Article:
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## Simple Linear Regression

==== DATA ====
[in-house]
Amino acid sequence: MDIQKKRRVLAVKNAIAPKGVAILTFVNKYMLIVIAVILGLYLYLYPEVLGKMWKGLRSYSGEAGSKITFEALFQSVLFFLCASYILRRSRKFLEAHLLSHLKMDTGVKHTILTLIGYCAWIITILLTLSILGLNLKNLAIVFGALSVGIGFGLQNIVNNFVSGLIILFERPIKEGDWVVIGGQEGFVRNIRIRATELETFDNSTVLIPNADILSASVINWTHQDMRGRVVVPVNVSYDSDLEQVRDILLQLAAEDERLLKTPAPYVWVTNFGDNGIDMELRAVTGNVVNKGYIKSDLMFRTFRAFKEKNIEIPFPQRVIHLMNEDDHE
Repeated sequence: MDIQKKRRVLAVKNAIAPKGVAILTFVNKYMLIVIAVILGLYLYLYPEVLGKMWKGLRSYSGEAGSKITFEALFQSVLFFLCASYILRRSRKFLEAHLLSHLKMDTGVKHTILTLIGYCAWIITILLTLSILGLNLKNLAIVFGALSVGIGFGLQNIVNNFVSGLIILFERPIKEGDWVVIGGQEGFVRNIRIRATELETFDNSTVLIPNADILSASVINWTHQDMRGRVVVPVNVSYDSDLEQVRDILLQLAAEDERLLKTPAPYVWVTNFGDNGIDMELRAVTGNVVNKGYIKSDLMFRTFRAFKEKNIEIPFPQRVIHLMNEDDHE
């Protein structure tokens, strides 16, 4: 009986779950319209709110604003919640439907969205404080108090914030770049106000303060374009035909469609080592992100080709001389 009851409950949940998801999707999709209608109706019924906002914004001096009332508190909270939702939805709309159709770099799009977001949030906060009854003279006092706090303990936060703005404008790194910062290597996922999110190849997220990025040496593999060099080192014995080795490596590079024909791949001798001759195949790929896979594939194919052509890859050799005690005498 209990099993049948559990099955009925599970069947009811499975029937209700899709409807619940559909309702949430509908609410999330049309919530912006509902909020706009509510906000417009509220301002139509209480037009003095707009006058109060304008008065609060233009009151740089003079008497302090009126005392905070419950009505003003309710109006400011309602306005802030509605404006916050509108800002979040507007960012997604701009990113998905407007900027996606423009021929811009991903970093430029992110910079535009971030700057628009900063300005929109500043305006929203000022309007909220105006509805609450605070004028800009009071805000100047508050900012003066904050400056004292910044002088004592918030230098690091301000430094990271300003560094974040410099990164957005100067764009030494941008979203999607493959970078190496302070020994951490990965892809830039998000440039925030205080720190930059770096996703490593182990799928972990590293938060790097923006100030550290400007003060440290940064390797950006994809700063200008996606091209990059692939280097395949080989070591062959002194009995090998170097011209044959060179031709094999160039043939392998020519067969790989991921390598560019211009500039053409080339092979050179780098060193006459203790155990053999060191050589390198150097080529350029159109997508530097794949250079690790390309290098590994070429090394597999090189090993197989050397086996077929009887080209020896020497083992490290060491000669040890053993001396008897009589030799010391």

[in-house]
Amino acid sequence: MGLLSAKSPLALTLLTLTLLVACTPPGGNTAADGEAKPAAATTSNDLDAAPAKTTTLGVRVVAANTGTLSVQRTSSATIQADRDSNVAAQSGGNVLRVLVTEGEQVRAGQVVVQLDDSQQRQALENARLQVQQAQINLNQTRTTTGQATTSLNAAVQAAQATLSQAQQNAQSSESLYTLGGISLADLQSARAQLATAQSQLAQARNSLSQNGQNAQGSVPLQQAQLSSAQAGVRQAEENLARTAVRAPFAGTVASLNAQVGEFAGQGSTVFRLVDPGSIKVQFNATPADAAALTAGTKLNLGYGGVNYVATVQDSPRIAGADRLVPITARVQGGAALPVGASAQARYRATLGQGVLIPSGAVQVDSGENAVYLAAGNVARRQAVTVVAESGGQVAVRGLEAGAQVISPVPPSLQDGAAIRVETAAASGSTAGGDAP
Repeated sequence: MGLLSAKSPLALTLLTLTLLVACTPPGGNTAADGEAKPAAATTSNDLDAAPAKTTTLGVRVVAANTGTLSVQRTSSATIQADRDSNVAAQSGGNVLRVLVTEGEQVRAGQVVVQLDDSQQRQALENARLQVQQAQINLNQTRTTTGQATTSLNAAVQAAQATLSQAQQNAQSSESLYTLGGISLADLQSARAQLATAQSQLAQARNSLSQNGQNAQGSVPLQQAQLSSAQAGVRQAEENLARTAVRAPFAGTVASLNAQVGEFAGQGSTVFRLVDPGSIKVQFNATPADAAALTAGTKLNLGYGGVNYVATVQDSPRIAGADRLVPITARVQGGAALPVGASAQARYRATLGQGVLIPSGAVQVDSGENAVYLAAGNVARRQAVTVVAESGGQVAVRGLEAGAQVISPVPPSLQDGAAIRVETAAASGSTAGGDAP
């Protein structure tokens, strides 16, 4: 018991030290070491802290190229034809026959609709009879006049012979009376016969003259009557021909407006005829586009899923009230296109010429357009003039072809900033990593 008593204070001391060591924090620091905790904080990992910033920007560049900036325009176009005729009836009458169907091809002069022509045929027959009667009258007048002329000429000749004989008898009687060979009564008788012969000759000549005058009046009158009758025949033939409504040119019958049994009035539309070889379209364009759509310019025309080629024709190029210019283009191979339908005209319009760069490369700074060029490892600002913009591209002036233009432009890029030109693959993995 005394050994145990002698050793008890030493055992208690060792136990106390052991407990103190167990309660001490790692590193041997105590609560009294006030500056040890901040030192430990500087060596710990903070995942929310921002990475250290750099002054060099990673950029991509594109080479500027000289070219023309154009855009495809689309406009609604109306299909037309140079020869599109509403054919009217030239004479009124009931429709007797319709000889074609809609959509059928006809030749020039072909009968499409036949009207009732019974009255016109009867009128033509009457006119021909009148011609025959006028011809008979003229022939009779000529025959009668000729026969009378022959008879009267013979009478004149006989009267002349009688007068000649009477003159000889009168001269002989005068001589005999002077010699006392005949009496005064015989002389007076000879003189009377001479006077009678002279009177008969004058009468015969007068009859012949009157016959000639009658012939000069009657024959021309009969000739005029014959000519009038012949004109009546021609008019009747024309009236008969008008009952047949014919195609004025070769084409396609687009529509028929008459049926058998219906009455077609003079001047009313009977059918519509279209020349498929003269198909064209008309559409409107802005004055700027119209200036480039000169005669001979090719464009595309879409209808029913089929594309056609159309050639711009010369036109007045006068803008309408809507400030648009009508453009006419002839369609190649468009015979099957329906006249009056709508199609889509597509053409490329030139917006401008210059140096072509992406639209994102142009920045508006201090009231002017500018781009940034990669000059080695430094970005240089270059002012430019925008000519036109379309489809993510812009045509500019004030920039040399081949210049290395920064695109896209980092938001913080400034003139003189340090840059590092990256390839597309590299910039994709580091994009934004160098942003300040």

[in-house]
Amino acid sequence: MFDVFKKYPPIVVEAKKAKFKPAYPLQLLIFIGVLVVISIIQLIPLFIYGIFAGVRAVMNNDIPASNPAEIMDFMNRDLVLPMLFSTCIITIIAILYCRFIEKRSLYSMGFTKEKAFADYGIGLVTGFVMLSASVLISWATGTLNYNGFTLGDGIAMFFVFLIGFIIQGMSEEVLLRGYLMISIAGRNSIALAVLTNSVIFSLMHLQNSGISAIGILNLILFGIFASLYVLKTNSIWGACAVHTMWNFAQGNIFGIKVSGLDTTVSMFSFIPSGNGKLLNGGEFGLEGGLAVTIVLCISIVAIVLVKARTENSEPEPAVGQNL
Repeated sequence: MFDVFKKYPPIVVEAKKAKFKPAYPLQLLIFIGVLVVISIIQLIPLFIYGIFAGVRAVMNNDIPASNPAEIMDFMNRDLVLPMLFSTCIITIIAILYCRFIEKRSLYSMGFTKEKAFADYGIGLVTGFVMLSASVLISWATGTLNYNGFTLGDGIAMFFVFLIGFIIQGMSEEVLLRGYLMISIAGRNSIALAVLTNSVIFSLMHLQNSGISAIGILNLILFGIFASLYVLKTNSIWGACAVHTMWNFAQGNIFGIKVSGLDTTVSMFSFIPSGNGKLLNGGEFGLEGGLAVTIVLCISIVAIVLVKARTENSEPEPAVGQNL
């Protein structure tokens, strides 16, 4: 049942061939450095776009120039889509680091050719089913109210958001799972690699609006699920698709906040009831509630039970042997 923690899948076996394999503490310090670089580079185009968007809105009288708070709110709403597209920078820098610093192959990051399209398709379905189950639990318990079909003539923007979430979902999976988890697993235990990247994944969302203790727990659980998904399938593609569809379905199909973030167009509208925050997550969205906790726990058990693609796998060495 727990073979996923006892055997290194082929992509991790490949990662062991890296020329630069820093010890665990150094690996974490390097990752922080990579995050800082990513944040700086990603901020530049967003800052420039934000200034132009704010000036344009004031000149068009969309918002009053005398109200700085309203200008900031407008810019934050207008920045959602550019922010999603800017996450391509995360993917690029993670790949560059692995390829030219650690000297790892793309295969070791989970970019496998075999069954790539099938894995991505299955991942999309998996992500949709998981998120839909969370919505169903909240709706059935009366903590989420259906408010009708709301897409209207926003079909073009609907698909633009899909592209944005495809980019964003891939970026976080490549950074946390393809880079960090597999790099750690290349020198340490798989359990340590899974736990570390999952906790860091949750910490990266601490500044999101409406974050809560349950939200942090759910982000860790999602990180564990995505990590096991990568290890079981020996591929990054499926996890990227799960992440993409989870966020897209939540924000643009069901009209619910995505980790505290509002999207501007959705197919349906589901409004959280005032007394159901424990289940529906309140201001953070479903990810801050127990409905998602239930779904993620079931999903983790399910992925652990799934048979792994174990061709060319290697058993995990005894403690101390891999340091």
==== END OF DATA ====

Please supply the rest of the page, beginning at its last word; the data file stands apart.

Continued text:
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**Simple Linear Regression**With Thanks to My Students in AMS572 – Data Analysis**1. Introduction**Example: Brad Pitt: 1.83m Angelina Jolie: 1.70m George Bush :1.81m Laura Bush: ? David Beckham: 1.83m Victoria Beckham: 1.68m ● To predict height of the wife in a couple, based on the husband’s height Response (out come or dependent) variable (Y): height of the wife Predictor (explanatory or independent) variable (X): height of the husband**Regression analysis:**●regression analysis is a statistical methodology to estimate the relationship of a response variable to a set of predictor variable. ●when there is just one predictor variable, we will use simple linear regression. When there are two or more predictor variables, we use multiple linear regression. ● The earliest form of linear regression was the method of least squares, which was published by Legendre in 1805, and by Gauss in 1809. ● The method was extended by Francis Galton in the 19th century to describe a biological phenomenon. ● This work was extended by Karl Pearson and Udny Yule to a more general statistical context around 20th century. ● when it is not clear which variable represents a response and which is a predictor, correlation analysis is used to study the strength of the relationship History:**A probabilistic model**• We denote the n observed values of the predictor variable x as • We denote the corresponding observed values of the response variable Y as**Notations of the simple linear Regression**- Observed value of the random variable Yi depends on xi - random error with unknown mean of Yi True Regression Line Unknown Slope Unknown Intercept**4 BASIC ASSUMPTIONS – for statistical inference**Linear function of the predictor variable Have a common variance, Same for all values of x. Normally distributed Independent**Comments:**1. Linear not in x But in the parameters and Example: linear, logx = x* 2. Predictor variable is not set as predetermined fixed values, is random along with Y. The model can be considered as a conditional model Example: Height and Weight of the children. Height (X) – given Weight (Y) – predict Conditional expectation of Y given X = x**2. Fitting the Simple Linear Regression Model**2.1 Least Squares (LS) Fit**Example 10.1 (Tires Tread Wearvs. Mileage: Scatter Plot.**From: Statistics and Data Analysis; Tamhane and Dunlop; Prentice Hall. )**The “best” fitting straight line in the sense of**minimizing Q: LS estimate One way to find the LS estimate and Setting these partial derivatives equal to zero and simplifying, we get**To simplify, we introduce**• The resulting equation is known as the least squares regression line, which is an estimate of the true regression line.**Example 10.2 (Tire Tread vs. Mileage: LS Line Fit)**Find the equation of the line for the tire tread wear data from Table10.1,we have and n=9.From these we calculate**The slope and intercept estimates are**Therefore, the equation of the LS line is Conclusion: there is a loss of 7.281 mils in the tire groove depth for every 1000 miles of driving. Given a particular We can find This means that the mean groove depth for all tires driven for 25,000miles is estimated to be 178.62 miles.**2.2 Goodness of Fit of the LS Line**• Coefficient of Determination and Correlation • The residuals: are used to evaluate the goodness of fit of the LS line.**We define:**Note: total sum of squares (SST) Regression sum of squares (SSR) Error sum of squares (SSE) is called the coefficient of determination**Example 10.3 (Tire Tread Wear vs. Mileage: Coefficient of**Determination and Correlation • For the tire tread wear data, calculate using the result s from example 10.2 We have • Next calculate • Therefore • The Pearson correlation is where the sign of r follows from the sign of since 95.3% of the variation in tread wear is accounted for by linear regression on mileage, the relationship between the two is strongly linear with a negative slope.**The Maximum Likelihood Estimators (MLE)**• Consider the linear model: where is drawn from a normal population with mean 0 and standard deviation σ, the likelihood function for Y is: • Thus, the log-likelihood for the data is:**The MLE Estimators**• Solving • We obtain the MLEs of the three unknown model parameters • The MLEs of the model parameters a and b are the same as the LSEs – both unbiased • The MLE of the error variance, however, is biased:**2.3 An Unbiased Estimator of s2**An unbiased estimate ofis given by Example 10.4(Tire Tread Wear Vs. Mileage: Estimate of Find the estimate of for the tread wear data using the results from Example 10.3 We have SSE=2351.3 and n-2=7,therefore Which has 7 d.f. The estimate of is miles.**3. Statistical Inference on b0 and b1**Under the normal error assumption * Point estimators: * Sampling distributions of and : For mathematical derivations, please refer to the Tamhane and Dunlop text book, P331.**Statistical Inference on b0 and b1 , Con’t*** Pivotal Quantities (P.Q.’s): * Confidence Intervals (CI’s):**Statistical Inference on b0 and b1 , Con’t*** Hypothesis tests: -- Test statistics: -- At the significance level , we reject in favor of if and only if (iff) --The first test is used to show whether there is a linear relationship between x and y**Analysis of Variance (ANOVA), Con’t**Mean Square: -- a sum of squares divided by its d.f.**Analysis of Variance (ANOVA)**ANOVA Table Example:**4. Regression Diagnostics4.1 Checking for Model Assumptions**• Checking for Linearity • Checking for Constant Variance • Checking for Normality • Checking for Independence**Checking for Linearity**Xi =Mileage Y=β0+ β1x Yi =Groove Depth ^ ^ ^ ^ Y=β0+ β1x Yi =fitted value ^ ei =residual Residual = ei = Yi- Yi**Checking for Constant Variance**Var(Y) is not constant. A sample residual plots when Var(Y) is constant.**Does not apply for Simple Linear Regression Model**Only apply for time series data Checking for Independence**4.2 Checking for Outliers & Influential Observations**• What is OUTLIER • Why checking for outliers is important • Mathematical definition • How to deal with them**4.2-A. Intro**Recall Box and Whiskers Plot (Chapter 4 of T&D) • Where (mild) OUTLIER is defined as any observations that lies outside of Q1-(1.5*IQR) and Q3+(1.5*IQR) (Interquartile range, IQR = Q3 − Q1) • (Extreme) OUTLIER as that lies outside of Q1-(3*IQR) and Q3+(3*IQR) • Observation "far away" from the rest of the data**4.2-B. Why are outliers a problem?**• May indicate a sample peculiarity or a data entry error or other problem ; • Regression coefficients estimated that minimize the Sum of Squares for Error (SSE) are very sensitive to outliers >>Bias or distortion of estimates; • Any statistical test based on sample means and variances can be distorted In the presence of outliers >>Distortion of p-values; • Faulty conclusions. Example: ( Estimators not sensitive to outliers are said to be robust)**4.2-C. Mathematical Definition**• Outlier The standardized residual is given by • If |ei*|>2, then the corresponding observation may be regarded an outlier. • Example: (Tire Tread Wear vs. Mileage) • STUDENTIZED RESIDUAL: a type of standardized residual calculated with the current observation deleted from the analysis. • The LS fit can be excessively influenced by observation that is not necessarily an outlier as defined above.**eg.1 with without**eg.2 scatter plot residual plot 4.2-C. Mathematical Definition • Influential Observation Observation with extreme x-value, y-value, or both. • On average hii is (k+1)/n, regard any hii>2(k+1)/n as high leverage; • If xi deviates greatly from mean x, then hii is large; • Standardized residual will be large for a high leverage observation; • Influence can be thought of as the product of leverage and outlierness. • Example: (Observation is influential/ high leverage, but not an outlier)**4.2-C. SAS code of the tire example**SAS code Data tire; Input x y; Datalines; 0 394.33 4 329.50 … 32 150.33; Run; procregdata=tire; model y=x; outputout=resid rstudent=r h=lev cookd=cd dffits=dffit; Run; procprintdata=resid; where abs(r)>=2 or lev>(4/9) or cd>(4/9) or abs(dffit)>(2*sqrt(1/9)); run;**4.2-C. SAS output of the tire example**SAS output**4.2-D. How to deal with Outliers & Influential Observations**• Investigate (Data errors? Rare events? Can be corrected?) • Ways to accommodate outliers • Non Parametric Methods (robust to outliers) • Data Transformations • Deletion (or report model results both with and without the outliers or influential observations to see how much they change)**4.3 Data Transformations**Reason • To achieve linearity • To achieve homogeneity of variance • To achieve normality or symmetry about the regression equation**Types of Transformation**• Linearzing Transformation transformation of a response variable, or predicted variable, or both, which produces an approximate linear relationship between variables. • Variance Stabilizing Transformation make transformation if the constant variance assumption is violated**Linearizing Transformation**• Use mathematical operation, e.g. square root, power, log, exponential, etc. • Only one variable needs to be transformed in the simple linear regression. Which one? Predictor or Response? Why?**e.g. We take a log transformation on Y = a exp (-bx) <=>**log Y = log a - b x**Variance Stabilizing Transformation**Delta method :Two terms Taylor-series approximations Var( h(Y)) ≈ [h(m)]2 g2 (m) whereVar(Y) = g2(m), E(Y) = m • set [h’(m)]2 g2 (m) = 1 • h’(m) = • h(m) = h(y) = e.g. Var(Y) = c2 m2 , where c > 0, g(m) = cm ↔ g(y) = cy h(y) = = = Therefore it is the logarithmic transformation**5. Correlation Analysis**• Pearson Product Moment Correlation: a measurement of how closely two variables share a linear relationship. • Useful when it is not possible to determine which variable is the predictor and which is the response. • Health vs wealth. Which is predictor? Which is response?**Statistical Inference on the Correlation Coefficient ρ**• We can derive a test on the correlation coefficient in the same way that we have been doing in class. • Assumptions • X, Y are from the bivariate normal distribution • Start with point estimator • r: sample correlation coefficient: estimator of the population correlation coefficient ρ • Get the pivotal quantity • The distribution of r is quite complicated • T0: test statistic for ρ = 0 • Do we know everything about the p.q.? • Yes: T ~ tn-2 under H0 : ρ=0**Bivariate Normal Distribution**• pdf: • Properties • μ1, μ2 means for X, Y • σ12, σ22 variances for X, Y • ρ the correlation coeffbetween X, Y**Derivation of T0**Are these equivalent? • Therefore, we can use t as a statistic for testing against the null hypothesis H0: β1=0 • Equivalently, we can test against H0: ρ=0 Substitute After a few steps we can see that these two t-tests are indeed equivalent**Exact Statistical Inference on ρ**• Example • A researcher wants to determine if two test instruments give similar results. The two test instruments are administered to a sample of 15 students. The correlation coefficient between the two sets of scores is found to be 0.7. Is this correlation statistically significant at the .01 level? • H0 : ρ=0 , Ha : ρ≠0 • for α = .01, 3.534 = t0 > t13, .005 = 3.012 • ▲ Reject H0 • Test • H0 : ρ=0 , Ha : ρ≠0 • Test statistic: • Reject H0 iff